RISE hosted a panel discussion at Daybreak Global Press Bookstore featuring Dr. Hala Asamarai, Ilhan Omar, and Asma Mohammed Nizami. Asma is Indian, American and a millennial who studied Political Science and Legal Studies at Macalester College in St. Paul. During her time there, she was the president of the Muslim Student Association for all 4 years of her undergrad. After graduating, Asma worked on Senator Al Franken’s successful reelection campaign in Minneapolis. She has also been deeply involved in the Black Lives Matter Minneapolis and other local movements. Her powerful story was inspirational to our younger girls, who look for role models working on justice and equity work.
Dr. Hala Asamarai is an Iraqi wife, mother of four, licensed teacher, and a dedicated educator. She works for Minneapolis Public Schools as an instructional specialist, has served on the school board of Global Academy and started Al-Huda Academy. She holds a Masters in teaching and a Doctorate in education and is working on her Principal license. She saw the racial tensions that were mounting towards Muslim students in Columbia Heights from staff, administration and students. And instead of being a bystander, Dr. Hala decided to step up and be the change she wanted to see. At the time of our event, Dr. Hala was running for a school board position in the Columbia Heights school district. She shared with us that during the campaign season, life felt like a juggling circus act but that her family understood and was supportive of her candidacy. They knew the impact she would have on the community. Dr. Hala won and was elected to the Columbia Heights School Board!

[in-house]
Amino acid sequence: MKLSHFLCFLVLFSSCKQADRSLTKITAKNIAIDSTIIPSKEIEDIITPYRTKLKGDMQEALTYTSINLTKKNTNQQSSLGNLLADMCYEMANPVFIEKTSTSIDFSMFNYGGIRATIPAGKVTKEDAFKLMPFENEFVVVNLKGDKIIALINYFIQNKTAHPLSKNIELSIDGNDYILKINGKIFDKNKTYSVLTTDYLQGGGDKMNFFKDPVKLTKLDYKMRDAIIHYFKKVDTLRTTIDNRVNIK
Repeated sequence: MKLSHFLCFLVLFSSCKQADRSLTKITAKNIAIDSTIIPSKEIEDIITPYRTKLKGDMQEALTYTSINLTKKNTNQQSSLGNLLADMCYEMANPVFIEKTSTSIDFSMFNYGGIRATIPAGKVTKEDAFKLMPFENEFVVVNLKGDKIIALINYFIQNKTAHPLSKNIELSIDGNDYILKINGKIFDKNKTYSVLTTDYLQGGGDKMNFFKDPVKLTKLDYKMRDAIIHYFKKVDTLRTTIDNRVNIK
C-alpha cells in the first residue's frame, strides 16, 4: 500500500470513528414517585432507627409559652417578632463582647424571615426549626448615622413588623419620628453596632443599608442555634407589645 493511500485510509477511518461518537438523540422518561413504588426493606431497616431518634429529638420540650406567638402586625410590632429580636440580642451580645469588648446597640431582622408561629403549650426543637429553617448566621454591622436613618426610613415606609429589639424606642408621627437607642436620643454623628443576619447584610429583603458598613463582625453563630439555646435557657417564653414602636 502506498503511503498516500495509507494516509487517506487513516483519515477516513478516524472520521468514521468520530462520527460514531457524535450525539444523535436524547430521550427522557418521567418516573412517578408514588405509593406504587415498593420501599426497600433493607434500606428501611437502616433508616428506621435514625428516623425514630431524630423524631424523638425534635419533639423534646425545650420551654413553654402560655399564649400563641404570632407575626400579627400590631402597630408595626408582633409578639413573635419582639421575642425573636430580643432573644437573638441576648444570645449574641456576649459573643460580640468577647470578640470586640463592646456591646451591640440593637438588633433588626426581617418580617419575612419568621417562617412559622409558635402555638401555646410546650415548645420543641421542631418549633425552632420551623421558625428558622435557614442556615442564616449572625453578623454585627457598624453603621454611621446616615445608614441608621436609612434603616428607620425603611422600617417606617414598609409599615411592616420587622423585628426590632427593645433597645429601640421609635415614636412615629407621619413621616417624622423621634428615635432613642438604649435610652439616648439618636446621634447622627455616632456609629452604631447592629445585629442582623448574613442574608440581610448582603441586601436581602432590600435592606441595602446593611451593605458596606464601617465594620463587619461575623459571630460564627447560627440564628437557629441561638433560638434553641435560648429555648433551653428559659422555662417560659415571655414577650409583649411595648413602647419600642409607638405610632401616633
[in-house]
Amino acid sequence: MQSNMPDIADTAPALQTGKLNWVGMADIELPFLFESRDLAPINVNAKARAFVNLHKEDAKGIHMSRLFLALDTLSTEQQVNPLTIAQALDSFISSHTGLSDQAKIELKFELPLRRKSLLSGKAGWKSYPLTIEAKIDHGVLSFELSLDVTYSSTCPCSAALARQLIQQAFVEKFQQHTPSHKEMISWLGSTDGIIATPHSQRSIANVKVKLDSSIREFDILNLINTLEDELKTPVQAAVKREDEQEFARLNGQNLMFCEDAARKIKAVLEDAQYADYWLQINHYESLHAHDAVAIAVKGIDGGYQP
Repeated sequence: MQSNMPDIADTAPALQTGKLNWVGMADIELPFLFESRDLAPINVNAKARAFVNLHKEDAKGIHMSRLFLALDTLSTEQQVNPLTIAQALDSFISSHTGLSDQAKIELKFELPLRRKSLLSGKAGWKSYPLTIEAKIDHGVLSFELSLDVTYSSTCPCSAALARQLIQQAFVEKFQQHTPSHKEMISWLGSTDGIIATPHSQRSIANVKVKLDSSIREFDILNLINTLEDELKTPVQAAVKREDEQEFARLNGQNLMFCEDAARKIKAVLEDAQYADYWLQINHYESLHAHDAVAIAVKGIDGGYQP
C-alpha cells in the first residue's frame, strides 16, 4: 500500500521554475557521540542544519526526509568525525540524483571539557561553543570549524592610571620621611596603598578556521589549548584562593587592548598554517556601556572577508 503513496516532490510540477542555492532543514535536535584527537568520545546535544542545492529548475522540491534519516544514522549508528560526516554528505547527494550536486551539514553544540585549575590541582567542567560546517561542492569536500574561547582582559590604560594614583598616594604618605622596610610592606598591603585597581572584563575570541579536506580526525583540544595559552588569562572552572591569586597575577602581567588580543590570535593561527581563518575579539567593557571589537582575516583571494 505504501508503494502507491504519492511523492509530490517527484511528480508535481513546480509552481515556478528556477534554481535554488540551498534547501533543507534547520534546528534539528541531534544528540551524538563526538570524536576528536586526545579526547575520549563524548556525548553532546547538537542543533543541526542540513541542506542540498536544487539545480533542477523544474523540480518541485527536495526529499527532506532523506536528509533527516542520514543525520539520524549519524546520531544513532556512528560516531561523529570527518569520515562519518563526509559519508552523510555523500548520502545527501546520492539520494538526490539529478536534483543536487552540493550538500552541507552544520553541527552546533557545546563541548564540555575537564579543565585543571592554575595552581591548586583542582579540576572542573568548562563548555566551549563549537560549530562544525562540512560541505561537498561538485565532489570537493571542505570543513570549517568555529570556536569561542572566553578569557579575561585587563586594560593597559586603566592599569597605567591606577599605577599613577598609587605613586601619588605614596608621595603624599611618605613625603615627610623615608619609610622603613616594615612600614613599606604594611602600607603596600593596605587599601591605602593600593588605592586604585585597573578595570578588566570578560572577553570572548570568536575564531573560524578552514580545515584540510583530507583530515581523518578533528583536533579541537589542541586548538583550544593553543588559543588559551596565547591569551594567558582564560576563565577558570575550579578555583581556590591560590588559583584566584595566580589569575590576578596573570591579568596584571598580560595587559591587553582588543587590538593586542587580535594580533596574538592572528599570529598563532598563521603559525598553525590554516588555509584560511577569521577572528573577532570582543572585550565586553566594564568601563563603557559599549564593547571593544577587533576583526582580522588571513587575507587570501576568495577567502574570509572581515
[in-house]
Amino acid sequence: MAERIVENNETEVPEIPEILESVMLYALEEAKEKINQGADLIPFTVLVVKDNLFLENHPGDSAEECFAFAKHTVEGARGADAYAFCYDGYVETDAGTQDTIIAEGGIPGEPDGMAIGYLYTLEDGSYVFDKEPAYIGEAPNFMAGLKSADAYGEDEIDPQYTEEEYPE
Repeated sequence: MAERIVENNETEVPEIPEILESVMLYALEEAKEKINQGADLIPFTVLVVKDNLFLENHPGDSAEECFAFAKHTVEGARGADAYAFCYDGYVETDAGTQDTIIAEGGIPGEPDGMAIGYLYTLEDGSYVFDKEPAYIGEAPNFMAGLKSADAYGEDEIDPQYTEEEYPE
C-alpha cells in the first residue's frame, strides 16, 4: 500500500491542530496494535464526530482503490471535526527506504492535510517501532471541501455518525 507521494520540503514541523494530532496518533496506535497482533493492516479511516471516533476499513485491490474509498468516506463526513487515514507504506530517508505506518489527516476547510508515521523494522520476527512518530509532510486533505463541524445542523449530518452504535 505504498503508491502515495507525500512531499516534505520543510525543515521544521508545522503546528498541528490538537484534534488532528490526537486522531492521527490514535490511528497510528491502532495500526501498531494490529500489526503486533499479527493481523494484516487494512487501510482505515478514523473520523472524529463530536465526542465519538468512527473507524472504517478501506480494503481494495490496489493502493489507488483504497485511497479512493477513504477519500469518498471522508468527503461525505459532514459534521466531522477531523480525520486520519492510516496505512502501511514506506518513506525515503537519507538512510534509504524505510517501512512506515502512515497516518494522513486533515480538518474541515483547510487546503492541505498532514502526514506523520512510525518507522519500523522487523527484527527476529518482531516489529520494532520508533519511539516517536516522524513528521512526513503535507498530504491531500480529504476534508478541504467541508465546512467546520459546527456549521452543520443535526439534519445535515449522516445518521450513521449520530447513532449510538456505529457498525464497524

Ilhan Omar is the Director of Policy & Initiatives at the Women Organizing Women (WOW) Network. She’s also running for MN House District 60B. Ilhan is a Somali American, mother, wife, sister and activist. She is the first Muslim woman running for office in Minnesota. She is a beacon of light for all women of color, especially little Muslim girls. She is fighting for second chances, women equity, and creating a change that is transformational for our communities. Ilhan introduced the caucus to the group, explaining what it is and why Muslim women needed to show up on Super Tuesday.
After the panel discussion, the women broke out into small discussion groups answering questions like: How will you educate and engage yourself as a voter in this election year and bring others along? What issues concern you and how do you think you can impact them? In 2016, what can you do to increase the Muslim voice, perspective and presence in your community?
As the session neared its end, Sheikha Tamara Gray, a renowned female scholar, closed the discussion out by connecting faith, civic engagement, and responsibility. She expressed the concept of Zakat not being limited to our wealth, but paying Zakat on our time, resources, knowledge, and power. She addressed a room full of women on the importance of being active and engaged in our communities, citing examples of Muslim women leaders of the past – a message often hidden and forgotten in our contextual knowledge of Islamic history.
RISE’s goal is to increase the level of political and community engagement of Muslim.A few weeks later, RISE hosted a bipartisan caucus training.